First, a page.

Cannabis has a long and diverse chapter in the history of humanity. Starting in Asia around 500 BC, most ancient cultures grew the plant locally for medicinal purposes (Herbal remedies). Early colonists in America cultivated hemp for textiles and rope. The hemp fiber was used therefore to make clothing, paper and sails while its seeds were used as food. It was common knowledge that the plant was fast-growing, easy to nurture and provided countless benefits.
In the early 19th century, an Irish doctor studying in India, discovered that cannabis extracts could help treat symptoms such as stomach pain and vomiting in people that suffer from Cholera. The news spread throughout world quickly.
Only recently Scientists discovered that both THC & CBD extracts were the actual source of the plant’s medicinal properties. They interact with areas of the brain that are able, (among other things) to lessen nausea and promote hunger.
In the US, Cannabis wasn’t widely used for recreational purposes until the early 20th century. Immigrants from Mexico introduced the recreational practice of smoking marijuana to the American culture. However, by 1931, 29 states had outlawed Cannabis due to public fear caused by massive unemployment. By 1937, the Marijuana Tax Act was implemented. It was the first federal U.S. law to criminalize marijuana nationwide.
The 70’s will forever be remembered as the “War on Drugs” era. That’s when President Nixon himself, listed marijuana as a Schedule I drug—along with LSD, Heroine & Ecstasy while declaring that it has no medical uses other than high potential for abuse. Marijuana was meant to be perceived as a “gateway drug” by the general population.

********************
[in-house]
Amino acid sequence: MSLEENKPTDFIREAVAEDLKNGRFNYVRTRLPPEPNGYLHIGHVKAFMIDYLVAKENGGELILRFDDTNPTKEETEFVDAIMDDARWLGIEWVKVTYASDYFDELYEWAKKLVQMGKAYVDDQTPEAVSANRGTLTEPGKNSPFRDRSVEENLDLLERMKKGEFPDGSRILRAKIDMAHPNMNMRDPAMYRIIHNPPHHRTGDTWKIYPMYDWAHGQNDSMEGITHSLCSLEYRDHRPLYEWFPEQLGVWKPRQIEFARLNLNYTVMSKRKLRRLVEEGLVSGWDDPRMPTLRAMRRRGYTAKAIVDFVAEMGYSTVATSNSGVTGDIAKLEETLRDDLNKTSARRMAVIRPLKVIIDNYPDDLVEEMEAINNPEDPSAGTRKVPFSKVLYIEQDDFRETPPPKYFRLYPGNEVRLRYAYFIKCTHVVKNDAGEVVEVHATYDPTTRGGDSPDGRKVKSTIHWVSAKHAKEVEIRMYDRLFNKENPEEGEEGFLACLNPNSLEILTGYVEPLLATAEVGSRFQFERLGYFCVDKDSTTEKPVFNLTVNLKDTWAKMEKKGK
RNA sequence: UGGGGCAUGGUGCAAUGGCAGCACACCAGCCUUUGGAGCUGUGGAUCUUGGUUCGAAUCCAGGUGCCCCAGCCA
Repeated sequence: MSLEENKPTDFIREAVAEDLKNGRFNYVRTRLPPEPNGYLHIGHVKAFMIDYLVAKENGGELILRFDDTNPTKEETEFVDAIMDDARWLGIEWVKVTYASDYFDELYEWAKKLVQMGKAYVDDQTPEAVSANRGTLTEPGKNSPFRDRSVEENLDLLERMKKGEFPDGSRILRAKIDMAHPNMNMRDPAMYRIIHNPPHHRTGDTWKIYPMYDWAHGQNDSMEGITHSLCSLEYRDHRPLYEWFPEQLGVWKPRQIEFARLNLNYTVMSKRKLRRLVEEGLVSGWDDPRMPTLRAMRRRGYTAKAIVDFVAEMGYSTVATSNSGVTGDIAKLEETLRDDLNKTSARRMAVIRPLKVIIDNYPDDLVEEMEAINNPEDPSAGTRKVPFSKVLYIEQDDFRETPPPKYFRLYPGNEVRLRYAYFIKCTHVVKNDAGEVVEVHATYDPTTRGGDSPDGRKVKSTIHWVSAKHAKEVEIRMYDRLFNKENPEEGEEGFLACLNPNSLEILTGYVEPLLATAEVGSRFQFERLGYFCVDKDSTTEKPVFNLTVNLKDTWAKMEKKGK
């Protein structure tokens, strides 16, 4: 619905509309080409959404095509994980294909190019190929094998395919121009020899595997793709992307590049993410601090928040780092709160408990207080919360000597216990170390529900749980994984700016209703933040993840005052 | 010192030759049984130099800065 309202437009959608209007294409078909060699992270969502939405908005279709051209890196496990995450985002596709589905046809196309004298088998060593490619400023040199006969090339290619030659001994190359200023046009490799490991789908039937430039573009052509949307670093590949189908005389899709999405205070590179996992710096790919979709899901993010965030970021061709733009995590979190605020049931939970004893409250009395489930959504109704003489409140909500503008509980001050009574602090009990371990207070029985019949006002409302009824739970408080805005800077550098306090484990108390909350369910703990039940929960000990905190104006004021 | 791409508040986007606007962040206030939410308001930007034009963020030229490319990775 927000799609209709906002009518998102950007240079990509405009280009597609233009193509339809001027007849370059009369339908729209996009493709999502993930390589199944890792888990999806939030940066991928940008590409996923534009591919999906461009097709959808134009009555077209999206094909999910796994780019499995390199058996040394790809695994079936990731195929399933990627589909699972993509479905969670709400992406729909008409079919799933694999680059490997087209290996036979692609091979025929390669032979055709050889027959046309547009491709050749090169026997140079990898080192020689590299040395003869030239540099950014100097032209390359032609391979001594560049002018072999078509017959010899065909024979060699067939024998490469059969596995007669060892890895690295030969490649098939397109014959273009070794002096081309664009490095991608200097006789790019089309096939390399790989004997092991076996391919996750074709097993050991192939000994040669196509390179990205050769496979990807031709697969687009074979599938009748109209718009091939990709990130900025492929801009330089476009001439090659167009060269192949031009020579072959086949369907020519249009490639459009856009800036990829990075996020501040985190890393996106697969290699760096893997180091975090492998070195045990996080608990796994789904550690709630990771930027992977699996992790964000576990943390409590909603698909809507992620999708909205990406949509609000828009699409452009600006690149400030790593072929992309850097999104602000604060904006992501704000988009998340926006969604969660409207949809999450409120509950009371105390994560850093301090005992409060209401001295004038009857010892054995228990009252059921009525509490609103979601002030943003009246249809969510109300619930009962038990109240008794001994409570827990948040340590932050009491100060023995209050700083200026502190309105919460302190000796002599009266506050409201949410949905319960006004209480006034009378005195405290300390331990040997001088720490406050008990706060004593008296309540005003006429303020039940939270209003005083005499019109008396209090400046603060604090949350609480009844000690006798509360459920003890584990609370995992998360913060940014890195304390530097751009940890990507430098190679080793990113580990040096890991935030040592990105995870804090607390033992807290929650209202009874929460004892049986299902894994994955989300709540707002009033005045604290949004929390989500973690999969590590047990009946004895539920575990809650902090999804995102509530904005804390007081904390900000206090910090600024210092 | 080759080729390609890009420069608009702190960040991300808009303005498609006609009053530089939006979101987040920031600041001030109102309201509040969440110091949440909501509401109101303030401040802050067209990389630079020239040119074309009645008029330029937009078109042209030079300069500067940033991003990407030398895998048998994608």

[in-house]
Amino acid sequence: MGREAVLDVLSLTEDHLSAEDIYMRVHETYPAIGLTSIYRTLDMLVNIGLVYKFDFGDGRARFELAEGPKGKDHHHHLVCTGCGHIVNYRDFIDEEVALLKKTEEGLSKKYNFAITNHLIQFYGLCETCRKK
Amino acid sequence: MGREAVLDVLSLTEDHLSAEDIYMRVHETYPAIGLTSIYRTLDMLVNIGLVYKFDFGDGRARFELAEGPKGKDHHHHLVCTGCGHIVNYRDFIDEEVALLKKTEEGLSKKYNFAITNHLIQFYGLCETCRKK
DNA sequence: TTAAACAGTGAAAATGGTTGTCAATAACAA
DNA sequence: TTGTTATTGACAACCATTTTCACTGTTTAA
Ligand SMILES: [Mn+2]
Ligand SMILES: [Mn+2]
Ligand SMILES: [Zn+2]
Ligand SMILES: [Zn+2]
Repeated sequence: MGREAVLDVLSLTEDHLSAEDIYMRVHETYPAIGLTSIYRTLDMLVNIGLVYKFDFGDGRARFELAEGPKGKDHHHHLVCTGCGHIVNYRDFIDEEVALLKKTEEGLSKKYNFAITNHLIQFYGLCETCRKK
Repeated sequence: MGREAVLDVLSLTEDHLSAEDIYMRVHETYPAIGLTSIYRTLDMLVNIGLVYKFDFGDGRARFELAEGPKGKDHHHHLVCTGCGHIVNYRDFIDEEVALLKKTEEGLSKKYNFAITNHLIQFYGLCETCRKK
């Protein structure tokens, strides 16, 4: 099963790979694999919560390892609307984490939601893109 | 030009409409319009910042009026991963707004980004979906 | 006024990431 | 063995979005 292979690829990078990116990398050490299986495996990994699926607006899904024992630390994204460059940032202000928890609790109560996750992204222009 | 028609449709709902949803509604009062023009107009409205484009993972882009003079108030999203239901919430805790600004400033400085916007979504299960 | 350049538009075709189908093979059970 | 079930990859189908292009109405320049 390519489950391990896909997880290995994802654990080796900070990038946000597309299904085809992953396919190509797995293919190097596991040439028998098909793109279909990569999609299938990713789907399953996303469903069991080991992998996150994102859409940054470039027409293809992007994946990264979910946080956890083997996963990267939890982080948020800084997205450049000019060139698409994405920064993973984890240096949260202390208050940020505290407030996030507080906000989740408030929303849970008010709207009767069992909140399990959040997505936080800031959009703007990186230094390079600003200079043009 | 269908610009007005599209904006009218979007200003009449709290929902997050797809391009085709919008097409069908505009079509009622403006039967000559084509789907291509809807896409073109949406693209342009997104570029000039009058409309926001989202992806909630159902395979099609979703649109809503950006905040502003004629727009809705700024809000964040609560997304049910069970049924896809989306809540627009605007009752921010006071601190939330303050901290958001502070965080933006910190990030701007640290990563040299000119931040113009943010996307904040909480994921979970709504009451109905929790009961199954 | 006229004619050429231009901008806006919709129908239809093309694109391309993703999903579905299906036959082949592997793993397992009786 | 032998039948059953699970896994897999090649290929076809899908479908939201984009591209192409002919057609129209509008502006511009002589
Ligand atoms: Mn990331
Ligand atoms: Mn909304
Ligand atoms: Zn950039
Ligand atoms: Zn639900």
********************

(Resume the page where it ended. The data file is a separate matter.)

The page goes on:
In 1972, the National Commission on Marijuana and Drug Abuse (NCMDA) released a report that recommended “partial prohibition” and lower penalties for possession of small amounts of marijuana based on the misconception that Cannabis was addicted and therefore dangerous. Nixon and other thick-headed government officials, however, ignored the report’s findings completely.
It wasn’t until 1996 that humanity finally became fully aware of the benefits that the Hemp plant had to offer. On that year, California became the first state to legalize the use of Cannabis for medicinal purposes (mainly treating severe and chronic conditions). As of today, 11 states including Washington, D.C. and Colorado are fully legalized.
On July 21st, 2017, the U.S. Food and Drug Administration (FDA) has approved two drugs containing THC that are prescribed in a pill form to treat nausea caused by cancer chemotherapy and loss of appetite in Aids patients.
On May, 2018, the FDA advisory panel unanimously recommended the approval of the CBD medication Epidiolex to treat two rare forms of childhood epilepsy. By then, enough evidence has risen to the point where the FDA determined it is acceptable to approve such new drugs, said in so many words Timothy Welty, the chair of the department of clinical sciences at Drake University’s College of Pharmacy and Health Sciences.
Cannabis is still illegal under U.S. federal law, but the tide is slowly shifting. Countries like Canada and the Netherlands for example, have already legalized Cannabis for recreational purposes while many others started the process of decriminalizing it since the benefits are now conclusive, can no longer be ignored and are becoming a worldwide consensus as more and more people are trying CBD for the first time every day to improve themselves on many aspects, both mentally and physically.
The health benefits of CBD extracts continue to exceed all expectations and ignite numerous other research that is continuously changing the world of medicine as we know it.